The work upon which he was engaged at Maudslay’s had a considerable range in variety, as "under clack-valve for Lambeth Pumping Engine to order," "new drilling machine for the factory," etc. His record of the work upon which he was engaged from time to time and the wage-cost is exact and minute, and furnished data doubtless from which the books of the firm were made up, and that served for guidance in relation to future contracts.
At Maudslay’s he was ere long promoted to be one of the foremen. The duty was entrusted to him of taking charge of the construction of an engine or machine from start to finish. In illustration, we find in one of his many time and wage-books a detailed account of the time employed and the wages earned respectively by the artificers upon the "Nantz 30 HP. vibrating steam engine," from November 3oth, 1832, to July 2oth, 1833. The vibrating cylinder engine, it may be mentioned, was one of William Murdoch’s inventions, of which a beautiful model had been made by Mr. Joseph Maudslay.
The foreman's duties involved an immense amount of patience-trying, irksome figuring, as may be understood from a specimen entry, of which some of the men on this job had fifteen. Example from William Braddon’s account, as kept by his foreman — "December 22, 1 day 3 and 3/4 hours at £1-1s-3.75d" On the right-hand page of the timebook are the amounts paid to the men on account. A summary of each man's time and amounts paid, with balance due, are given at the end of the book.
In 1833 a curious novelty in engineering was entrusted to Mr. Muir while at Maudslay’s. Admiral the Earl of Dundonald, then Lord Cochrane, commonly called "Fighting Cochrane," was much exercised in fighting the idea of constructing a Steam Carriage for common roads. He went to Messrs. Maudslay for help to carry out his ideas and make for him such a carriage. Mr. Joseph Maudslay went to Mr. William Muir as the most likely man to give expression to Lord Cochrane’s ideas, if they were at all practicable. For a considerable time from May 25th, 1833, Mr. Muir was employed upon this carriage, with what result is not stated, but evidently to the satisfaction of Mr. Joseph Maudslay, in so far as Mr. Muir’s efforts and conduct were concerned, from his receiving a handsome gratuity from Mr. Joseph on account of the Steam Carriage. Mr. Muir has a note that the carriage had two cylinders, acting direct to the crank axles. The late Earl of Dundonald kept up the acquaintance in after-life, and was much interested in Mr. Muir’s inventions and his perfection of mechanical tools.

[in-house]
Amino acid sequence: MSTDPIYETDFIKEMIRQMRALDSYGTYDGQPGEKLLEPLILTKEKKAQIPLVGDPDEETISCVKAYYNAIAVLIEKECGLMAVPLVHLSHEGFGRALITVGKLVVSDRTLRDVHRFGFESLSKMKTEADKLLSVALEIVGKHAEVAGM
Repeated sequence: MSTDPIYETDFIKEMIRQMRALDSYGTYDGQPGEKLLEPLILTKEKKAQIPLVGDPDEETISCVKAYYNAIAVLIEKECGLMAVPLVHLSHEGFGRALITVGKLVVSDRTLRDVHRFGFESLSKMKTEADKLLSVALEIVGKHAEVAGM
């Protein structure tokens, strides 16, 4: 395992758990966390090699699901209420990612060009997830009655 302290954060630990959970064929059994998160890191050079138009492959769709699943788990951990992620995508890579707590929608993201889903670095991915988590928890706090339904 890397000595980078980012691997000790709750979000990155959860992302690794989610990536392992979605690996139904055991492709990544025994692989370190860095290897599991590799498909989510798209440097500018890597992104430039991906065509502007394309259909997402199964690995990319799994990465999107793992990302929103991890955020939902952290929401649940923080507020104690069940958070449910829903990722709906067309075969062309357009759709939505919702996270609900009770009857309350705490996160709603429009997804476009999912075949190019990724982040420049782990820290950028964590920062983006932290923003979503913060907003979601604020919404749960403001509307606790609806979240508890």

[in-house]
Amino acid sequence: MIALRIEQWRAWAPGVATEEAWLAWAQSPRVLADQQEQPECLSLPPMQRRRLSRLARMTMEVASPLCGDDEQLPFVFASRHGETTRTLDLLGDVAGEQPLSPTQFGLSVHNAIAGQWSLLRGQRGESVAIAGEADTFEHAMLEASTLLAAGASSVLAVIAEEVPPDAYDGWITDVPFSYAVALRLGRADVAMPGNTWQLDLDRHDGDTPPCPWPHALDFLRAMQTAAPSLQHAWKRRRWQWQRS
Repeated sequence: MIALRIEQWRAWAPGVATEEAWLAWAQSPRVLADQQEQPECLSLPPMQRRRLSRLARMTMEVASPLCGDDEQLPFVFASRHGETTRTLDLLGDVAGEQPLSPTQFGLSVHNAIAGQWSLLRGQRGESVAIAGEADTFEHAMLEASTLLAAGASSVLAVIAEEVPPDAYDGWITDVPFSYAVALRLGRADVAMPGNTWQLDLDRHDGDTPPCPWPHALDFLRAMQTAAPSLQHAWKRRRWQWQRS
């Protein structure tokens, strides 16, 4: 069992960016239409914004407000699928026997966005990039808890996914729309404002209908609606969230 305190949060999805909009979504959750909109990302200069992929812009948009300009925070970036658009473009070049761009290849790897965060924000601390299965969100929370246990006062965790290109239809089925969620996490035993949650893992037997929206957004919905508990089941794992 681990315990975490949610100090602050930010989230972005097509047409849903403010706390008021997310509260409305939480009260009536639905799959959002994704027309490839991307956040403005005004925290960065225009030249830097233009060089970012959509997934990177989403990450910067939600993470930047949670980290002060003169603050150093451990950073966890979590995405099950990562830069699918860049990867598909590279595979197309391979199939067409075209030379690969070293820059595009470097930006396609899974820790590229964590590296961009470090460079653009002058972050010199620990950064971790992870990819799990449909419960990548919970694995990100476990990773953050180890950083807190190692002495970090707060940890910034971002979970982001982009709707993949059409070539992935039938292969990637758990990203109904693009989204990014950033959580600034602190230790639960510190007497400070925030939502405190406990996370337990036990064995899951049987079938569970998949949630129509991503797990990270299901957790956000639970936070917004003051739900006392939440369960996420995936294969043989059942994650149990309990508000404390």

During the time Mr. Muir was at Maudslay’s, Mr. James Nasmyth, of Steam Hammer fame, was Mr. Henry Maudslay’s draughtsman, and Mr. Joseph Whitworth (the late Sir Joseph Whitworth) was in the works as fitter. Whitworth cultivated Muir’s acquaintance, but there was great dissimilarity in their tastes, and they never became intimate. On Sundays, for instance, Whitworth went out with his dogs, while Muir, with unfailing regularity, attended the Scots Church in Crown Court twice every Sunday.
On the 7th March 1836, Mr. Muir joined Mr. Holtzapfell of Long Acre, the celebrated small tool maker, to act as his assistant and representative. In this capacity Mr. Muir travelled, taking orders for Mr. Holtzapfell, and acted for him also as teacher of turning and the manipulation of cutting tools. As Mr. Holtzapfell’s representative Mr. Muir visited Leeds, Hull, Liverpool, Manchester, Edinburgh, Glasgow, Greenock, Dundee, Kilmarnock, Ayr, Catrine, Birmingham, and many other chief towns. He remained with Mr. Holtzapfell till the 17th November, when he left to undertake the onerous and responsible duties of foreman for Messrs. Bramah Robinson, Pimlico. It can scarcely be necessary to say that this was Bramah the celebrated lock maker and inventor of hydraulic presses, and numerous other hydraulic appliances.
It may here be mentioned that throughout his whole course Mr. Muir was a keen and thoughtful observer of everything bearing upon his profession, and an industrious note and sketch maker. His sketch and note books, in addition to those before referred to, include Demonstrations in Euclid as practically applied to Mechanics, and many partial and complete drawings of a great variety of machines and machine tools. His memoranda include an elaborate schedule of the proportions of Maudslay's Marine Engines of eleven different powers from 10 to 100 HP. The schedule embraces sixty-four different parts. Small pocket-books contain valuable "bits" in sketches of machines, machine tools, and separate parts, gleaned apparently from all the places where he had ever been employed.